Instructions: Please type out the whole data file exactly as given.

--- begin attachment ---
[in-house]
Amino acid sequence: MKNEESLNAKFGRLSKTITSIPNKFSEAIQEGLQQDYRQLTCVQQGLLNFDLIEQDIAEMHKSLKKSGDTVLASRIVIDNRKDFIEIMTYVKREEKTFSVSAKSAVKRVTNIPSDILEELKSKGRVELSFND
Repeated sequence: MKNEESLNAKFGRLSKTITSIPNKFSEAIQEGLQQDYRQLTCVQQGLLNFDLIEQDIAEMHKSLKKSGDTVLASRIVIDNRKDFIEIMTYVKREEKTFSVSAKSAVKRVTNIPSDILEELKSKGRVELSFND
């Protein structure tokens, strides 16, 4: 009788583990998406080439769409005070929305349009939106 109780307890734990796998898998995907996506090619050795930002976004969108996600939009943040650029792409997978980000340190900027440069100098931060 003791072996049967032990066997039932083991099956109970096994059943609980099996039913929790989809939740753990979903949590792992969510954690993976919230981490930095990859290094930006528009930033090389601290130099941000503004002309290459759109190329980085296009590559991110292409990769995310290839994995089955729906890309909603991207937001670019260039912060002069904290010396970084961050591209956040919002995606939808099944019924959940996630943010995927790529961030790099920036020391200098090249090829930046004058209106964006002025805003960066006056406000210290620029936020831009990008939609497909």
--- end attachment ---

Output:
[in-house]
Amino acid sequence: MKNEESLNAKFGRLSKTITSIPNKFSEAIQEGLQQDYRQLTCVQQGLLNFDLIEQDIAEMHKSLKKSGDTVLASRIVIDNRKDFIEIMTYVKREEKTFSVSAKSAVKRVTNIPSDILEELKSKGRVELSFND
Repeated sequence: MKNEESLNAKFGRLSKTITSIPNKFSEAIQEGLQQDYRQLTCVQQGLLNFDLIEQDIAEMHKSLKKSGDTVLASRIVIDNRKDFIEIMTYVKREEKTFSVSAKSAVKRVTNIPSDILEELKSKGRVELSFND
């Protein structure tokens, strides 16, 4: 009788583990998406080439769409005070929305349009939106 109780307890734990796998898998995907996506090619050795930002976004969108996600939009943040650029792409997978980000340190900027440069100098931060 003791072996049967032990066997039932083991099956109970096994059943609980099996039913929790989809939740753990979903949590792992969510954690993976919230981490930095990859290094930006528009930033090389601290130099941000503004002309290459759109190329980085296009590559991110292409990769995310290839994995089955729906890309909603991207937001670019260039912060002069904290010396970084961050591209956040919002995606939808099944019924959940996630943010995927790529961030790099920036020391200098090249090829930046004058209106964006002025805003960066006056406000210290620029936020831009990008939609497909």